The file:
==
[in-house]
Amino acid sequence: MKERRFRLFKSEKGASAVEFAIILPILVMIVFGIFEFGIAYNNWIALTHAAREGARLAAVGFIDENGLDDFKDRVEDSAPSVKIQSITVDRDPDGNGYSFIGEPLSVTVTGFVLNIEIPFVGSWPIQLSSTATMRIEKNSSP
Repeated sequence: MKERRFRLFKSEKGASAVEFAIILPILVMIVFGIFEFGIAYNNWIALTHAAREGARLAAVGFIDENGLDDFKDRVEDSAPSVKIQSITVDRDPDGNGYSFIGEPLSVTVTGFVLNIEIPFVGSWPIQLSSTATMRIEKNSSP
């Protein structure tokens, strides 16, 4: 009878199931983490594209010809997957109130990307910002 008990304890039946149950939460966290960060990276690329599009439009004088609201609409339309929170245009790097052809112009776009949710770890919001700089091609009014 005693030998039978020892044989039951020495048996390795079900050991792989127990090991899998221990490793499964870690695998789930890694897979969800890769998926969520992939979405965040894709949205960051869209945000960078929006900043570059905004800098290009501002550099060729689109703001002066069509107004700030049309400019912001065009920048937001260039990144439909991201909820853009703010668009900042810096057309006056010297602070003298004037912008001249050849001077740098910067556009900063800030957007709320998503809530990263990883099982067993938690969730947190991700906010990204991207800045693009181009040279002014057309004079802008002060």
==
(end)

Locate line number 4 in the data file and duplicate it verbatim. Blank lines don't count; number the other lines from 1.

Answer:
């Protein structure tokens, strides 16, 4: 009878199931983490594209010809997957109130990307910002 008990304890039946149950939460966290960060990276690329599009439009004088609201609409339309929170245009790097052809112009776009949710770890919001700089091609009014 005693030998039978020892044989039951020495048996390795079900050991792989127990090991899998221990490793499964870690695998789930890694897979969800890769998926969520992939979405965040894709949205960051869209945000960078929006900043570059905004800098290009501002550099060729689109703001002066069509107004700030049309400019912001065009920048937001260039990144439909991201909820853009703010668009900042810096057309006056010297602070003298004037912008001249050849001077740098910067556009900063800030957007709320998503809530990263990883099982067993938690969730947190991700906010990204991207800045693009181009040279002014057309004079802008002060």